Monday, November 17, 2008

Solving Genealogy Mysteries

Life is full of mysteries. As you delve more deeply into your family's history you are destined to encounter quite a few of them, some more easily solved than others. You are sure to come across an ancestor who refuses to reveal the details of his or her existence, while the lives of others magically unfold witheach new record you search. The process can be frustrating at times, but extremely joyful too. Solving a mystery depends upon the clues you have and the records available to search. It requires patience, persistence, a lot of hard work, and a bit of luck. Not all mysteries can be solved.

The same applies to people who are not family members but whose names you encounter in family letters, journals, and diaries. These mysterious people can capture your imagination just as easily as your own family members do. Wouldn't it be interesting to solve the mysteries and forward the details to their descendants? Although it took me a few years, I recently was able to do just that.

When I became interested in family history early in 1992, my father gave me a letter written in 1919 by his mother, Grace CLARK. In April 1919 at Sheffield, England, Grace GIBSON married Hugh McKenzie CLARK. The couple was traveling to Storthoaks, Saskatchewan, Canada, where Hugh farmed with his parents. Grace was a war bride of the First World War. The letter to her parents back home in Sheffield, England was written in pencil on both sides of 5 x 8-inch paper, while she traveled to Canada with her husband, a returning Canadian soldier, on board the Canadian Pacific Railway troop ship, R.M.S MELITA. The letter is more than 68 pages long and in it she talks about events and the people she met while on the ship.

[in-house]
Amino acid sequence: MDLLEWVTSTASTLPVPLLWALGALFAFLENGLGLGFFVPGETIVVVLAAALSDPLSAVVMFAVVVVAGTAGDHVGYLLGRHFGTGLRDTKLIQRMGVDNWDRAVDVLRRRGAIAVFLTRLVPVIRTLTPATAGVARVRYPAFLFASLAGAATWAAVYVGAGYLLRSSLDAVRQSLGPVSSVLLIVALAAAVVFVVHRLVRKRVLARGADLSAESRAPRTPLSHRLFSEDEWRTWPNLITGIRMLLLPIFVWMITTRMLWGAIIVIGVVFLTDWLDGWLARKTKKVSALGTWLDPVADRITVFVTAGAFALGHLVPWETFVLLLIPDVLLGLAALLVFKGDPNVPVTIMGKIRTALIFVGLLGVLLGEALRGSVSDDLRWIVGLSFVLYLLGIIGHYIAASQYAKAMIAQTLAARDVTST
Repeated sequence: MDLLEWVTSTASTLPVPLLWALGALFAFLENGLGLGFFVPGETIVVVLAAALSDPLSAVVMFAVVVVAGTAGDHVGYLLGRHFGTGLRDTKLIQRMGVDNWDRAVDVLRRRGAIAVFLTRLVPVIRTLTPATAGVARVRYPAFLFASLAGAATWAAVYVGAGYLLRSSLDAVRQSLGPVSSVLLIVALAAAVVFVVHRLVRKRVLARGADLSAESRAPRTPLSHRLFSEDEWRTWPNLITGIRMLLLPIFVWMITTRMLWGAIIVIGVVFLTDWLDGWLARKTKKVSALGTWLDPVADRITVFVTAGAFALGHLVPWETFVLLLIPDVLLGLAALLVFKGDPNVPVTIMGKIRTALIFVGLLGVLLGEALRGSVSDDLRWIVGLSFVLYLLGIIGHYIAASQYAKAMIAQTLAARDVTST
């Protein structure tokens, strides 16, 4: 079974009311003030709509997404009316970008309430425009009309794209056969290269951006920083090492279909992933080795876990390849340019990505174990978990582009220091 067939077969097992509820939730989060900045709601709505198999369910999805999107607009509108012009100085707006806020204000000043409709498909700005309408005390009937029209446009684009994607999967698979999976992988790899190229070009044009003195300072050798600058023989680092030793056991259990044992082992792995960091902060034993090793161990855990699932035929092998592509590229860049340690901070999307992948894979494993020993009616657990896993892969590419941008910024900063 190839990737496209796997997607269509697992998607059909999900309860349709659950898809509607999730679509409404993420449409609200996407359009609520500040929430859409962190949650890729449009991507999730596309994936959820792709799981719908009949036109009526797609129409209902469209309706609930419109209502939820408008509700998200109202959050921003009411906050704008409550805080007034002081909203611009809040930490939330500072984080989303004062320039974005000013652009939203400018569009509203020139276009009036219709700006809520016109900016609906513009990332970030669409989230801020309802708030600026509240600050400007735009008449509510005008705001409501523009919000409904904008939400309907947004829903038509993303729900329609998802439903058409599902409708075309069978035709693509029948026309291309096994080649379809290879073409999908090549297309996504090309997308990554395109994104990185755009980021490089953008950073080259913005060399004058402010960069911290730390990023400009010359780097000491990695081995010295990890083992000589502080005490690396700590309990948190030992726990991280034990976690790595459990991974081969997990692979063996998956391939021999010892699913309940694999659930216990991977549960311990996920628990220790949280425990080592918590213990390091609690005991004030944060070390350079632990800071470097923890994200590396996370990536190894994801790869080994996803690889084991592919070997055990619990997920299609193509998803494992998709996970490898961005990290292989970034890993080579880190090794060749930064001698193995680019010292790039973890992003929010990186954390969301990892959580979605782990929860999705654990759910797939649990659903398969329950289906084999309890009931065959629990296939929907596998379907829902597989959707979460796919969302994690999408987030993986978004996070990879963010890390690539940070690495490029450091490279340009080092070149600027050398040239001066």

One event she wrote about that caught my attention right away was the burial at sea of an infant who was only three months old. My grandmother never mentioned the family by name but she explained that the parents were at the burial and that it was much sadder because the father, an officer on board, was blind. Over the years I wondered whether I would be able to find out who the family was and could I make contact with descendants to give them this poignant piece of their family history.

However, before I could solve this mystery, I had to find out exactly when my grandmother made the journey to Canada. After perusing family documents including the letter and grandmother's autograph book, I was able to narrow down the dates to between 15 September and 15 October 1919. The Canadian passenger lists for autumn 1919 were not available to search at that time, so in May 1997 I wrote to Citizenship and Immigration Canada requesting the date of immigration for my grandmother. I received a reply two months later. They were able to provide me with the information I wished for: my grandmother arrived at Quebec City, Canada on 25 September 1919. They also advised that the ship set sail from Liverpool, England on 17 September 1919.

In 1998, when additional passenger list records were released for public access by the Canadian government, I was able to search the passenger lists for myself. The records revealed that the name of the baby who died at sea was John D. HITCHON. His parents were Wilton Wallace and Edna HITCHON of Brantford,Ontario, Canada (LAC Microfilm # T-14702).

Two years later, I submitted a query that was published in the August 2000 edition of FAMILIES, the journal of the Ontario Genealogical Society. I received no response to my query until 5 November 2001, more than a year later. The e-mail was from a distant relative of the family from Scotland. He asked how I was related to the branch in Ontario. I responded by explaining about the information I had and that I wished to pass it on to the family.

I have since made contact with his family. I was thrilled to be able to share this information with them. I can only hope that by passing on the information I have about the death of this child, it will be treasured and passed on for future generations to remember him by.
Originally published in MISSING LINKS: A Magazine for Genealogists, Vol. 6, No. 49, 16 December 2001.

© Annette Fulford, 2008-2010

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